Each algorithm group is tested internally in meta-algorithm using WEKA built in paired t-test statistical significance test tool. The selected confidence level is 95%. Actual significance numbers in results are not represented and not necessary in this intermediate comparison process. Only the indication if algorithm output result is significant () or not comparing to when base algorithm in group is used. If a particular algorithm appears to be significant among others, it is selected as the best performing algorithm; otherwise, the algorithm with the highest AUC is used. Similarly, if more algorithms appear to be significant, then one with the highest AUC value is used.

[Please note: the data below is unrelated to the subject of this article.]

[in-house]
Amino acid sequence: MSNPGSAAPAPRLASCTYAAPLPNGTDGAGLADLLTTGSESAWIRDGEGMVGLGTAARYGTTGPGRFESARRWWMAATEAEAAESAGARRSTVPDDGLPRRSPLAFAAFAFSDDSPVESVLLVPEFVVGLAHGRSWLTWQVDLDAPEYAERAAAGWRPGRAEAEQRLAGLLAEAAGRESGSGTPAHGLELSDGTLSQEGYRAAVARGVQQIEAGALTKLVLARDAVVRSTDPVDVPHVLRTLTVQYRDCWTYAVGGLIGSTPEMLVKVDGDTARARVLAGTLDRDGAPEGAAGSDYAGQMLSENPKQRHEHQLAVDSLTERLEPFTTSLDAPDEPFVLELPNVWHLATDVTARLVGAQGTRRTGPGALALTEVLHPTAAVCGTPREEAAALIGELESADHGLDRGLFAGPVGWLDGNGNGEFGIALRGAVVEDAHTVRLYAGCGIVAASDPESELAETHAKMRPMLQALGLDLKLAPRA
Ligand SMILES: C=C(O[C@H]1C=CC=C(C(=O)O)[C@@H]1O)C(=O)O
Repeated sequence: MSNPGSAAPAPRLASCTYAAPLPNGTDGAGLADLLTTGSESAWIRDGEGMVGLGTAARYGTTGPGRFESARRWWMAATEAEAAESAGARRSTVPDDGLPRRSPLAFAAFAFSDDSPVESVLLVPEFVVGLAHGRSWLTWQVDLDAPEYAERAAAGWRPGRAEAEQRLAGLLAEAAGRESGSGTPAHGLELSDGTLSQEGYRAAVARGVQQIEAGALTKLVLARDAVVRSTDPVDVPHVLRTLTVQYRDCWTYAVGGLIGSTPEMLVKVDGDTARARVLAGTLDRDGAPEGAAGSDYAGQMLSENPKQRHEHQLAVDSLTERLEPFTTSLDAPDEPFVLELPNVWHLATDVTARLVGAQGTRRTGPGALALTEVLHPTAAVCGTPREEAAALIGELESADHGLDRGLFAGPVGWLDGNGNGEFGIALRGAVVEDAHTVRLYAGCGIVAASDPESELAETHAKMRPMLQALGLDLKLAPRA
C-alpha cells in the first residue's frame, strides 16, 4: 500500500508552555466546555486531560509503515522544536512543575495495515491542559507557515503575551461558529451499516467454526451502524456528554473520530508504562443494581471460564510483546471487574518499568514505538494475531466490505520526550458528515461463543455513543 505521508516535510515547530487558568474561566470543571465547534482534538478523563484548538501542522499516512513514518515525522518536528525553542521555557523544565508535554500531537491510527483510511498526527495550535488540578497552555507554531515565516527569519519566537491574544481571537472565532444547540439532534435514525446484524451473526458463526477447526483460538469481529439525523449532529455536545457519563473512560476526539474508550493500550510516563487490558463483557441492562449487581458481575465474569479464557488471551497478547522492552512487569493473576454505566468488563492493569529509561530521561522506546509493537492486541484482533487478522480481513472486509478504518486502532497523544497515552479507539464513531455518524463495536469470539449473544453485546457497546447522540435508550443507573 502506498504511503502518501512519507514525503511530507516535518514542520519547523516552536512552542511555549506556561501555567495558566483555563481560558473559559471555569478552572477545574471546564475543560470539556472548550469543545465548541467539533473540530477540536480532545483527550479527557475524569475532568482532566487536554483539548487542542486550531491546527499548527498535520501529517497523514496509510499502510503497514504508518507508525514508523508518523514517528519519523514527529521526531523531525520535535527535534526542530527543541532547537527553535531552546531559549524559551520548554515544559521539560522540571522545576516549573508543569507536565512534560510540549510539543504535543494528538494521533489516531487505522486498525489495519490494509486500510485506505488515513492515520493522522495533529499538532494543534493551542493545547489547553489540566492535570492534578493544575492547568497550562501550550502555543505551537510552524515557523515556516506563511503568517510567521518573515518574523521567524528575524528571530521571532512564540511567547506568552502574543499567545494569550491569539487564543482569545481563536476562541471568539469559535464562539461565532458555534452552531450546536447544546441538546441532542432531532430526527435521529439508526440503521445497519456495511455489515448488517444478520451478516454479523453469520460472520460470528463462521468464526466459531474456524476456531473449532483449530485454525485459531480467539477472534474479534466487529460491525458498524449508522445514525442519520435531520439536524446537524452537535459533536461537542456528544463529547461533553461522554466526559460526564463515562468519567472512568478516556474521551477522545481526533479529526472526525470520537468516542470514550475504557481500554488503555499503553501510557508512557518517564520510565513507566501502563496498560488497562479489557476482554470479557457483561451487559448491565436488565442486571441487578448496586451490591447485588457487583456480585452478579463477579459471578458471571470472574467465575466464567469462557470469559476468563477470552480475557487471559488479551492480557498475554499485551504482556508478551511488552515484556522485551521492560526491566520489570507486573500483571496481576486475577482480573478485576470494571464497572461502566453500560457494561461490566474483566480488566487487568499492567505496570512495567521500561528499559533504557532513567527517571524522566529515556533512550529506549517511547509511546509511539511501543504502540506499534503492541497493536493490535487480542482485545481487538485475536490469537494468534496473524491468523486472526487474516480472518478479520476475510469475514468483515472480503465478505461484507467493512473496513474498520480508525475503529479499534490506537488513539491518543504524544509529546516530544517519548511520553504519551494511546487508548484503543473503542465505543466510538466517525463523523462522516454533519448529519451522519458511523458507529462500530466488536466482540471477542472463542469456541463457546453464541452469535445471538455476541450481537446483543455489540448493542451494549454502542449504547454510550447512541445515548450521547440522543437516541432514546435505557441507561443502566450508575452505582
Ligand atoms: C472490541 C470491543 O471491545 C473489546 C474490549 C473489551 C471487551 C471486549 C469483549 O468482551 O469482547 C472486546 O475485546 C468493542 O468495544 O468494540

3.1. Removing Missing Values and Selecting Best Performing Classifiers for Scenario I
In order to get data without missing values, the suggested method has been applied as seen in Figure 1. This approach gave a significant increase of data records compared to the simple removal of instances with missing data. The increase varies from 26% to 64%, depending on the algorithm and optimal attribute set selected using the wrapper method (Table 3).
When selected algorithms are combined into a final result, the joined list consists of following 9 attributes: ALT, AST, albumin, pararenal shunt, liver stiffness, spleen stiffness, umbilical shunt, hepatic venous blood flow type, and splenic vein width.
3.2. Classifying Original Dataset—Scenario II
In scenario II, classification algorithms have been tested with an unprocessed dataset having no missing values. Test results are visible in Figure 4, where mean AUC and standard error bars are plotted.